Sunday, June 25, 2006

Bag Men

According to Wikipedia:
A bag man (or bagman) is a person designated to collect money in a protection racket. Originally the term only applied to Mafia members collecting for mob bosses, but the term later spread to use in corrupt police precincts where a foot patrolman was the designated "bagman" to pick up and deliver bribes from the local mob(s) to the precinct captain. In many cases, the bagman receives a percentage of the money collected.

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In many cases, the bagman acts as "insulation" to protect higher-ups from exposure or direct prosecution.
It is clear from the report of the Senate Committee on Indian Affairs (the McCain Report) and today's story in the Washington Post that Grover Norquist, Ralph Reed, and Amy Moritz Ridenour were all using their respective non-profit organizations to prevent public disclosure of the lobbying efforts of Jack Abramoff. Marcus S. Owens, a tax lawyer at Caplin & Drysdale and a former Internal Revenue Service official, was quoted in the WaPo article as saying that, "It's not a tax-exempt activity to act as a bag man for Jack Abramoff." However, that's exactly what happened, with the various entities controlled by Norquist, Reed, and Ridenour laundering money from Abramoff and his clients, raking off a "commission" for themselves in the process.

Paul Kiel of TPM Muckraker suggests that Norquist and Reed (and, presumably, Ridenour as well, although her case is somewhat more complex), do not face any potential criminal charges. He states that:
The worst that could happen to Norquist, according to [Melanie Sloan, a former federal prosecutor and the Executive Director of Citizens for Responsibility and Ethics in Washington], would be for the IRS to crack down on ATR. His group would lose its 501(c)3 status. That would result in hefty fines, and his donors would be mighty upset, since their contributions would suddenly become taxable. One of the pillars of the modern conservative movement would be disgraced. Pretty bad. But there's not really a criminal case to make against Norquist. No jail time.
Of course, as I previously noted, in Norquist's case, the lion's share of the money to his operation came through his 501(c)(4) entity, not his 501(c)(3) foundation. Thus, the loss of tax exempt status would not have a major affect on his donors.

I am not nearly as pessimistic as Kiel or Sloan. After all, the improper use of the 501(c)(4) and 501(c)(3) organizations was not incidental, it was part of their basic fabric. Thus, the improper tax reporting was not some minor foot fault, it was intentionally false. And, the returns filed by these organizations are executed under penalties of perjury.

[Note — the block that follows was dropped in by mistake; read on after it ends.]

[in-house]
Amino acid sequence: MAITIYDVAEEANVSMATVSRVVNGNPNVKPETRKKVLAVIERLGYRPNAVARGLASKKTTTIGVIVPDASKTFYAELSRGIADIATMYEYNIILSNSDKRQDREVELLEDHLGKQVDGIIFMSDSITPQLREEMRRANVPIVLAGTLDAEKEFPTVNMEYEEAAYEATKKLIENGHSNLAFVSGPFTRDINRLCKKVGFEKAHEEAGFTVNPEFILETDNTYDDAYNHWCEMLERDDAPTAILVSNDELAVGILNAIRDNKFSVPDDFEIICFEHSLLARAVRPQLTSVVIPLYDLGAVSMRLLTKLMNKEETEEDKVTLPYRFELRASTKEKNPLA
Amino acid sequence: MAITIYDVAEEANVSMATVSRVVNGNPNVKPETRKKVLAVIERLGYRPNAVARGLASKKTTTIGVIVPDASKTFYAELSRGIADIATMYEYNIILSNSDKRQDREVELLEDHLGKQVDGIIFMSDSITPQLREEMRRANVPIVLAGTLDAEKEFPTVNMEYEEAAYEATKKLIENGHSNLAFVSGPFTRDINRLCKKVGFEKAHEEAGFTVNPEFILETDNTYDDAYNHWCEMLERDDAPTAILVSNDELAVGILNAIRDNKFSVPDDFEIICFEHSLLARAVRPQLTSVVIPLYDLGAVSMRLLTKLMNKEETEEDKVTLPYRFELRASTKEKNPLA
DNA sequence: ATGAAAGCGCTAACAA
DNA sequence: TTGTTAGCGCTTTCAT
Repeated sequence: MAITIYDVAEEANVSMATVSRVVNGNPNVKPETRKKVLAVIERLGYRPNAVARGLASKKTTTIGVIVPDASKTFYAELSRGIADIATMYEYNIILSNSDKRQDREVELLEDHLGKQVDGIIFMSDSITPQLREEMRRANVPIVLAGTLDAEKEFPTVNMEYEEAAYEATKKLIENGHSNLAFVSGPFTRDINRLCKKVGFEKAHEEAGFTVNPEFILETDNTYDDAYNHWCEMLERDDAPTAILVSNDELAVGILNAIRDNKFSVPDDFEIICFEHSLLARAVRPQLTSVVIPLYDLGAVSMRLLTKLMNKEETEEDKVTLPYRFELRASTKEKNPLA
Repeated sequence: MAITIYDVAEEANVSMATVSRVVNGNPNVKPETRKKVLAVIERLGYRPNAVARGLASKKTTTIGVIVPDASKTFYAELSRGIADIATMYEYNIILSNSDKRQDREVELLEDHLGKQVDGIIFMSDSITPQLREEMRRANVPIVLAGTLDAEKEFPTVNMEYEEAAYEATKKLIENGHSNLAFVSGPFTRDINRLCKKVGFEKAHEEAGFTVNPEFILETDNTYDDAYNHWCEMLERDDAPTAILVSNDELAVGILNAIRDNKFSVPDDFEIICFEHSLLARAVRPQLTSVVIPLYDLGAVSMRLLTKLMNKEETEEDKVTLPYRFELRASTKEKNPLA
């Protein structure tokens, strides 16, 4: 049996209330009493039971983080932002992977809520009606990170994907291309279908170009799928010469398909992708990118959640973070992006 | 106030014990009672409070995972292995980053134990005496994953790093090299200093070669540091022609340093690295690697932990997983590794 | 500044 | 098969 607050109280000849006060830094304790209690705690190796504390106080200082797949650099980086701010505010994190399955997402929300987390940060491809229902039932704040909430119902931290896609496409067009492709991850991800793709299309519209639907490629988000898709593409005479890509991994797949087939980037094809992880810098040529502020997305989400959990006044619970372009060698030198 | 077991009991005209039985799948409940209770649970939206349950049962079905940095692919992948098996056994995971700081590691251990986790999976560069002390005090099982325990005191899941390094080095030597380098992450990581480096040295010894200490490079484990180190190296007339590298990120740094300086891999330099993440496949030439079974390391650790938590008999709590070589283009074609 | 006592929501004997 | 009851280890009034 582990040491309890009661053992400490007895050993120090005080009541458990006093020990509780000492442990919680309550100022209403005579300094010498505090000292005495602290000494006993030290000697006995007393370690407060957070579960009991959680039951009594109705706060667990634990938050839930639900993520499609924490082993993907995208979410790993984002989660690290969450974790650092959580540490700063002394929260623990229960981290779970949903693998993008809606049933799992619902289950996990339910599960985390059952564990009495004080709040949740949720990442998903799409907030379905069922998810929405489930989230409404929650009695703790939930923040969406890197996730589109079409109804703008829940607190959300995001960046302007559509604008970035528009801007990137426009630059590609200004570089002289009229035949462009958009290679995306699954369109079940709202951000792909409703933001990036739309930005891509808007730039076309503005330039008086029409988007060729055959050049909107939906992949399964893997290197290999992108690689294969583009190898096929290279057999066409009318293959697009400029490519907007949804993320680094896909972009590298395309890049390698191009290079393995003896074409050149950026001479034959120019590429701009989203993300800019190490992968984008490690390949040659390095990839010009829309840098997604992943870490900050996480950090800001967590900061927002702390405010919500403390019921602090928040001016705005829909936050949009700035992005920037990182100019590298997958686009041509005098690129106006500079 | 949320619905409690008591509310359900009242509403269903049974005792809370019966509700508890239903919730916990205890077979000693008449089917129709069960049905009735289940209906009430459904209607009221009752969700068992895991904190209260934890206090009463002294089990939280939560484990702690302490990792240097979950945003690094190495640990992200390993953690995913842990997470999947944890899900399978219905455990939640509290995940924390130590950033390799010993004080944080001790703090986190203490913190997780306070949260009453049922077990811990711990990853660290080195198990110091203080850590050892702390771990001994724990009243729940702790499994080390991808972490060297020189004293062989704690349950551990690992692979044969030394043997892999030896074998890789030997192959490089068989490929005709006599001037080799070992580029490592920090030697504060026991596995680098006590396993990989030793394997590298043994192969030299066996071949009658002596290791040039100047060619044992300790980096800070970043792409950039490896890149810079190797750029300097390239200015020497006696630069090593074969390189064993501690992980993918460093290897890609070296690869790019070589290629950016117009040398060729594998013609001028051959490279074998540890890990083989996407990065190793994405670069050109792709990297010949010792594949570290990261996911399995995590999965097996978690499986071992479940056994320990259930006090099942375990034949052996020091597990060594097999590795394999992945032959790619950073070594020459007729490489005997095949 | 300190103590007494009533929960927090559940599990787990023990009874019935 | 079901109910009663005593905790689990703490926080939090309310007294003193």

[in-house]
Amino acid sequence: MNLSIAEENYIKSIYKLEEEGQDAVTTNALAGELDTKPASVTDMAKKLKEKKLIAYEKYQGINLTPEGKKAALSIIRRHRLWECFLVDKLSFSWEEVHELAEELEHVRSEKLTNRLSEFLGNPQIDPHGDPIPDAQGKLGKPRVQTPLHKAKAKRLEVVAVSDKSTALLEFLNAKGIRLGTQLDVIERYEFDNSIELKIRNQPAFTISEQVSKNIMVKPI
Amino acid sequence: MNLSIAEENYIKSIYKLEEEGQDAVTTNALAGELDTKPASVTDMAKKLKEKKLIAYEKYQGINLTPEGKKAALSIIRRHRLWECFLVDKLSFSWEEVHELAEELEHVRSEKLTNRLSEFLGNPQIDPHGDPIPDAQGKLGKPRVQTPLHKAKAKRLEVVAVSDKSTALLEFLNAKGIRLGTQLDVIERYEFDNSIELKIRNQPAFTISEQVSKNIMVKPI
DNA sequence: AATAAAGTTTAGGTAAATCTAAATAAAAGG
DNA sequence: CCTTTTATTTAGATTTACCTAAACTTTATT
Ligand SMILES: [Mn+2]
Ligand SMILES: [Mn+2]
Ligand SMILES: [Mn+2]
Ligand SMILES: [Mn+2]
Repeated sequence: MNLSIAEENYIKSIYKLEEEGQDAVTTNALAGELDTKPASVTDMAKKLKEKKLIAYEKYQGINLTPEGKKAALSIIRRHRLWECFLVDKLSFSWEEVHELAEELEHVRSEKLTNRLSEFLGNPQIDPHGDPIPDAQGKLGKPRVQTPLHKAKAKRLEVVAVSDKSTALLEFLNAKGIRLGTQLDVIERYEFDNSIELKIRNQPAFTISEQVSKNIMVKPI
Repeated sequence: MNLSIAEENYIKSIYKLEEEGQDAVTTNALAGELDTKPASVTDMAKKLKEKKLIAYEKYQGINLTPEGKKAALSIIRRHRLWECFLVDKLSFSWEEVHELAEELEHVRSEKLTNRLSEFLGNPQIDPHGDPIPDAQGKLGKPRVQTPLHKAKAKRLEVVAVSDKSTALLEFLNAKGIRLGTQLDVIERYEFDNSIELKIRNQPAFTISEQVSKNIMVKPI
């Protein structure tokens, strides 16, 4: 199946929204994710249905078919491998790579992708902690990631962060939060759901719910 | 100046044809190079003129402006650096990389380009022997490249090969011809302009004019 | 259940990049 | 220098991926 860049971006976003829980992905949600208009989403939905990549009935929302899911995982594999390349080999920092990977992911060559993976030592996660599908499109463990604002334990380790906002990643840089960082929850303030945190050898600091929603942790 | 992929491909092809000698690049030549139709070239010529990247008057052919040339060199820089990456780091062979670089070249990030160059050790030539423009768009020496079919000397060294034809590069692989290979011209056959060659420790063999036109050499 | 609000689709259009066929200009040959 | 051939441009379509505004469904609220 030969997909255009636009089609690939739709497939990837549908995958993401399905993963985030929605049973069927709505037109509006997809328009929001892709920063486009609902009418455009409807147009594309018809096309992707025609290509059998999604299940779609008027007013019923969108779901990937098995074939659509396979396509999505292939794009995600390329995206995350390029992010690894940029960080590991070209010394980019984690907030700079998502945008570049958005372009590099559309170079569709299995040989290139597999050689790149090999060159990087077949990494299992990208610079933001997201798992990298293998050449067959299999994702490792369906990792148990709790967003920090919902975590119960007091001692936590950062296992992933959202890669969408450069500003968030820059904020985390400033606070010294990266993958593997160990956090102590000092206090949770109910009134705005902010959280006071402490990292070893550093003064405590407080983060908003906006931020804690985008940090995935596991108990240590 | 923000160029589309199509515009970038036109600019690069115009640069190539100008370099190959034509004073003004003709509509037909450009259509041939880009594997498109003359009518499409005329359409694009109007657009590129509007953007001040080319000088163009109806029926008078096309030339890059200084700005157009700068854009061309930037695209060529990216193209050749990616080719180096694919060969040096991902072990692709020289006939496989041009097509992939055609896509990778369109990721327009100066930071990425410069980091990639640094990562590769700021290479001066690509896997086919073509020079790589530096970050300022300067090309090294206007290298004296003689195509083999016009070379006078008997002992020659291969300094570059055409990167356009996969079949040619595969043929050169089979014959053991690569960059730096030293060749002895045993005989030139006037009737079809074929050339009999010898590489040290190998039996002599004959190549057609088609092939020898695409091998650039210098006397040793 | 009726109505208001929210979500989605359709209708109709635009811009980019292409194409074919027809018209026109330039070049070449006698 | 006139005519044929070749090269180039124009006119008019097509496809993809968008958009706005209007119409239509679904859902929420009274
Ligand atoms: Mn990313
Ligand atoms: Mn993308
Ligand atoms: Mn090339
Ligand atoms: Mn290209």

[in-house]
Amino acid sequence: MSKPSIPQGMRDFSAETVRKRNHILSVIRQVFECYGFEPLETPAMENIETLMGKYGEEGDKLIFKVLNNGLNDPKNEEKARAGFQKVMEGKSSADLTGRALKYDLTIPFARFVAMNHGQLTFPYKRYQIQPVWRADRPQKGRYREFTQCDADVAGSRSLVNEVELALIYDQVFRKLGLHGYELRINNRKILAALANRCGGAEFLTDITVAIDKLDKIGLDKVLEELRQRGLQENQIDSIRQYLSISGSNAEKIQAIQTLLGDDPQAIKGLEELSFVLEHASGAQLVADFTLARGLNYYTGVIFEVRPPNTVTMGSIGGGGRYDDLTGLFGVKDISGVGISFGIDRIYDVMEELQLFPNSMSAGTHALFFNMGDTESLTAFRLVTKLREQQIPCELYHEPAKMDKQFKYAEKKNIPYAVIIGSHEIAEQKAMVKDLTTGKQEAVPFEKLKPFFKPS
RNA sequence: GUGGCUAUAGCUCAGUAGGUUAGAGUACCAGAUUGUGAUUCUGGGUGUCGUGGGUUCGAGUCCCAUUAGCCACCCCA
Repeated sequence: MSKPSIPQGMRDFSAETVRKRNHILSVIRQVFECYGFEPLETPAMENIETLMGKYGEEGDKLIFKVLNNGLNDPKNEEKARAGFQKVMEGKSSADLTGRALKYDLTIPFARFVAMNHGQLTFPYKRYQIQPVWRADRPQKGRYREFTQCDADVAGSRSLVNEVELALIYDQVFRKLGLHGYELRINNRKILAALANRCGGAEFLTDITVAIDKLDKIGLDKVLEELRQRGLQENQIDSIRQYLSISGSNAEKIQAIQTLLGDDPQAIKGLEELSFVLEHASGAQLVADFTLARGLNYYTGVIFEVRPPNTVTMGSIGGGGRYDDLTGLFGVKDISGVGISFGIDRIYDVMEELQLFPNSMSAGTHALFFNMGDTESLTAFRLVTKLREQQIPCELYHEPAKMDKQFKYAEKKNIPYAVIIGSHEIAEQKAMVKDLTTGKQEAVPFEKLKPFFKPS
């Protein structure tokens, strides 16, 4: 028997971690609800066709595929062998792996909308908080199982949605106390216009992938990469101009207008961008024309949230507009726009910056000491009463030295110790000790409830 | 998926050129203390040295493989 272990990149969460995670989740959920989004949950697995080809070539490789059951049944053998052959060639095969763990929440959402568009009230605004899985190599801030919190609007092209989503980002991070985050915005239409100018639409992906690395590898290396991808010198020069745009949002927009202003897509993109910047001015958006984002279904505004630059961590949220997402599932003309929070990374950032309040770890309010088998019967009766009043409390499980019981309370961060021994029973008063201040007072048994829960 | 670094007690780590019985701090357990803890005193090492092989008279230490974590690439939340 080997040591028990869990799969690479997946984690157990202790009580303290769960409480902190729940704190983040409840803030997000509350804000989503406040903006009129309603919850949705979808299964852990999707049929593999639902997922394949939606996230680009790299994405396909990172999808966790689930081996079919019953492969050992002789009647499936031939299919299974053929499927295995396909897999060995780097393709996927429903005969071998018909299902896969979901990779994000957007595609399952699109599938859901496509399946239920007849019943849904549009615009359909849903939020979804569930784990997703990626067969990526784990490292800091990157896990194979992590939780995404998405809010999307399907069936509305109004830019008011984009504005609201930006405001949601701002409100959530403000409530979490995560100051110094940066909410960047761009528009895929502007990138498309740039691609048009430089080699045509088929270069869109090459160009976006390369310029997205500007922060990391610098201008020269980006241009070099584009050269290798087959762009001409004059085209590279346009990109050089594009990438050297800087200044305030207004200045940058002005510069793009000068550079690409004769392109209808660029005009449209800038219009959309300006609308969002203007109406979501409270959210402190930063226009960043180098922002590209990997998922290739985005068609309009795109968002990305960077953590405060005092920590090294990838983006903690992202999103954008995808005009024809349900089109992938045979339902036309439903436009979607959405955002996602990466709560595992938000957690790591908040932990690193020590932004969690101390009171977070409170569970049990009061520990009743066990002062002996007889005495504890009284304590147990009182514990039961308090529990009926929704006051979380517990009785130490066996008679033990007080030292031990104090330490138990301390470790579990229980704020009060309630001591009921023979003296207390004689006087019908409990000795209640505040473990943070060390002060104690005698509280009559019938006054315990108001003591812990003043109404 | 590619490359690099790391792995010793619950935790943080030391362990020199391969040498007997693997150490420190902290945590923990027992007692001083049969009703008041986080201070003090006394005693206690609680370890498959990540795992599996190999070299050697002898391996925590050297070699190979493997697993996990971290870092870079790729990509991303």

I know little about the requirements concerning lobbying disclosures, but apparently there is no criminal penalty associated with filing a false lobbying report with Congress. See here:
PENALTIES. Whoever knowingly fails: (1) to correct a defective filing within 60 days after notice of such a defect by the Secretary of the Senate or the Clerk of the House; or (2) to comply with any other provision of the Act, may be subject to a civil fine of not more than $50,000.
I have to believe that there must be some criminal sanction triggered by operating a wide conspiracy to hide this information from public disclosure.


Kiel has updated his previous post.
It would appear that if there's a will, there's a way to prosecute Grover Norquist.
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We at TPMm have some current and former federal prosecutors in our readership, who wrote in to disagree with Sloan's analysis.
One, who currently works in the Justice Department, wrote in to say that any material false statement by Norquist in his filing documents with the IRS would be a felony.

And here's another reader, a former federal prosecutor:
If Norquist was running ATR as you describe (or as the Senate report describes), it's virtually inconceivable that he was doing so completely on his own. But if he had even a tacit agreement with at least one other person to make ATR appear eligible for 501(c)(3) status when in fact it was not, then he and that other person conspired to impede the lawful functions of the Internal Revenue Service, which is known to federal prosecutors (like myself, once) as a "Klein conspiracy." It gets you up to five years in prison under section 371 of Title 18 of the United States Code.
Now that's more like it.

1 comment:

Anonymous said...

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